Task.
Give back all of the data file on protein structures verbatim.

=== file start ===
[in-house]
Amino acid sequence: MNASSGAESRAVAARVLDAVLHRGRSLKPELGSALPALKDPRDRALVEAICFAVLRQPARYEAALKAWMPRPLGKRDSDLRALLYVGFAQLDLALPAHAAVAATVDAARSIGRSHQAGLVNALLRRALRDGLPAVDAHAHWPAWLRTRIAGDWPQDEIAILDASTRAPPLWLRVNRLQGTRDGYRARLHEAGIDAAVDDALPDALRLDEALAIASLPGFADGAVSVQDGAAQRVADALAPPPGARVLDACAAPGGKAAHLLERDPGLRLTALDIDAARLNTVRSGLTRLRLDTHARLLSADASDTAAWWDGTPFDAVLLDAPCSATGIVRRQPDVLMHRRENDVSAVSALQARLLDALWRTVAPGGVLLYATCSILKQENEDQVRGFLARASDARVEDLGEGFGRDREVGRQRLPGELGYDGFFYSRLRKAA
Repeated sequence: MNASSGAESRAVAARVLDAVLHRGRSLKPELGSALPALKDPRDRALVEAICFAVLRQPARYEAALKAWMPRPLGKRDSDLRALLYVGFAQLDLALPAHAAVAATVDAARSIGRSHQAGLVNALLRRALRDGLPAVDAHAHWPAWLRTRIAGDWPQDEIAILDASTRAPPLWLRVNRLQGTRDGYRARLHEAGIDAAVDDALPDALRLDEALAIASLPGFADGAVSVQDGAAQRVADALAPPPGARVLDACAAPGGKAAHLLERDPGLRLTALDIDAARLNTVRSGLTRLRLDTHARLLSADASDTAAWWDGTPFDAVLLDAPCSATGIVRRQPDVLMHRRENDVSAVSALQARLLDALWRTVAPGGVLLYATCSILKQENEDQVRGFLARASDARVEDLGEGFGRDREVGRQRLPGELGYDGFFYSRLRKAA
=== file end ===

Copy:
[in-house]
Amino acid sequence: MNASSGAESRAVAARVLDAVLHRGRSLKPELGSALPALKDPRDRALVEAICFAVLRQPARYEAALKAWMPRPLGKRDSDLRALLYVGFAQLDLALPAHAAVAATVDAARSIGRSHQAGLVNALLRRALRDGLPAVDAHAHWPAWLRTRIAGDWPQDEIAILDASTRAPPLWLRVNRLQGTRDGYRARLHEAGIDAAVDDALPDALRLDEALAIASLPGFADGAVSVQDGAAQRVADALAPPPGARVLDACAAPGGKAAHLLERDPGLRLTALDIDAARLNTVRSGLTRLRLDTHARLLSADASDTAAWWDGTPFDAVLLDAPCSATGIVRRQPDVLMHRRENDVSAVSALQARLLDALWRTVAPGGVLLYATCSILKQENEDQVRGFLARASDARVEDLGEGFGRDREVGRQRLPGELGYDGFFYSRLRKAA
Repeated sequence: MNASSGAESRAVAARVLDAVLHRGRSLKPELGSALPALKDPRDRALVEAICFAVLRQPARYEAALKAWMPRPLGKRDSDLRALLYVGFAQLDLALPAHAAVAATVDAARSIGRSHQAGLVNALLRRALRDGLPAVDAHAHWPAWLRTRIAGDWPQDEIAILDASTRAPPLWLRVNRLQGTRDGYRARLHEAGIDAAVDDALPDALRLDEALAIASLPGFADGAVSVQDGAAQRVADALAPPPGARVLDACAAPGGKAAHLLERDPGLRLTALDIDAARLNTVRSGLTRLRLDTHARLLSADASDTAAWWDGTPFDAVLLDAPCSATGIVRRQPDVLMHRRENDVSAVSALQARLLDALWRTVAPGGVLLYATCSILKQENEDQVRGFLARASDARVEDLGEGFGRDREVGRQRLPGELGYDGFFYSRLRKAA